A simple tool to convert your red into magenta is ImageJ, a freely available program. Open the figure in Image J (it opens all format). In the tab ‘Image’, choose ‘lookup table’ and then ‘magenta’.
Physiologia Plantarum offers authors free colour-online service, where colour figures are published online free of charge. In addition, the journal offers authors three colour figures free of charge in the printed version, providing the colour is deemed necessary by the Editor. Subsequent printed colour figures will be chargeable (4th figure 150£, subsequent figures 50£ each).
If the author supplies colour figures at Early View publication, they will be invited to complete a colour charge agreement in RightsLink for Author Services. The author will have the option of paying immediately with a credit or debit card, or they can request an invoice. If the author chooses not to purchase color printing, the figures will be converted to black and white for the print issue of the journal.
Photographic images submitted to the journal should be minimally processed. No parts, regions or specific features of an image may be changed, moved, removed, obscured or enhanced. Changes of brightness, contrast and colour balance are allowed if they are applied to the whole image and equally to controls, provided that no information in the original image is misrepresented by the adjustments.
Images from different parts of a gel, or from different gels, that are grouped into a single figure must be clearly separated, e.g. with dividing lines.
All images in manuscripts accepted for publication will be scrutinized by the Editorial Office. Any indication of improper image manipulation will be reported to the Editor-in-Chief, who may request original image files and/or data from the authors. Failure to comply will lead to the revocation of the manuscript.
Authors are welcome to submit high quality photographs suitable for the cover of Physiologia Plantarum. They should be supplied as digital images with a resolution of no less than 300 dpi at a reproduction size of 213 mm wide × 174 mm tall. Digital images should be saved in TIFF format using LZW compression. Potential cover photographs should be sent to the Editorial Office and be accompanied by a brief descriptive summary.
Units and numerals
The SI system should be used throughout. Use negative indices rather than solidus (e.g. mg l−1, not mg/l). Use space between numeral and unit (e.g. 14 h, not 14h) and between units (e.g. μmol m−2 s−1) but no space between numeral and % or °C (34%, 5°C)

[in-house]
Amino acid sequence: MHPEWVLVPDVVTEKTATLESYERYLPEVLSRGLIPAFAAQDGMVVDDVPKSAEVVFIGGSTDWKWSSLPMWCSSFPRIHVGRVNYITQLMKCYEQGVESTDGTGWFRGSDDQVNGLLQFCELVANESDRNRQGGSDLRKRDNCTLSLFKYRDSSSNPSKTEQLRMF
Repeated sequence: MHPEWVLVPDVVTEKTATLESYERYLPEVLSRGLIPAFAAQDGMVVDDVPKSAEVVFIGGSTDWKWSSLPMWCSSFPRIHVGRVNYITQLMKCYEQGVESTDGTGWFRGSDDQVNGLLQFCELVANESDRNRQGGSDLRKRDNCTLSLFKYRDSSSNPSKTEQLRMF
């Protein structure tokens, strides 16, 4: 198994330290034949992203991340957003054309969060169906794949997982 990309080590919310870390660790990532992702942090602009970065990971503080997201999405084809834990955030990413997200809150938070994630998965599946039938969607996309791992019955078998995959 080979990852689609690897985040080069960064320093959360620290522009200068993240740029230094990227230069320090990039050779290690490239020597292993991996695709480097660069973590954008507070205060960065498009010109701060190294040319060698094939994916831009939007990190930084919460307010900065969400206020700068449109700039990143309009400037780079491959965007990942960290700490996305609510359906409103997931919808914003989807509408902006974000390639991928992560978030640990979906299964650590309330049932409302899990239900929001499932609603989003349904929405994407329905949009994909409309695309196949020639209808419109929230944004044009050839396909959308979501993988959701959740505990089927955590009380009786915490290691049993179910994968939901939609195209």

Thousands should be separated by spaces (e.g. 1000, 10 000, 100 000).
Use g (italic) and not rpm for centrifugation speed as rpm gives an indication of speed only when linked to a rotor size.
Give the full scientific name(s) of plant(s) used, as well as the cultivar (cv.) or variety (var.), where applicable. Spell out genus name at first mention abbreviated thereafter: e.g. Eucalyptus globulus in article title, at first mention in abstract, main text, tables, figures or at the beginning of a sentence, but E. globulus thereafter.
As much as the field allows, use the Arabidopsis nomenclature for GENE, PROTEIN and mutant to facilitate the reading experience.
Use of italic
Standard Latin phrases (in vitro, in vivo, in planta etc.) should not be italicized.
Statistical probability (P) as well as the “t” in t-test should be in italic.
Publication in Physiologia Plantarum implies an obligation for the authors to deposit any novel nucleic acid sequence data referred to in their papers with the EMBL Data Library, GenBank or DDBJ. Deposition of such data should, at the latest, be made immediately after the paper has been accepted for publication, so that the authors can add the relevant accession number in the text at the proof stage. To learn more about the role of data deposition read here.
Please note that Arabidopsis gene name must be registered at TAIR before use to check for availability and avoid redundancy. Similar procedure should be made for other plant species when existing.
Physiologia Plantarum encourages authors to share the data and other artefacts supporting their results by archiving it in an appropriate public repository. Authors should include a data accessibility statement, including a link to the repository they have used, that will be published alongside their paper.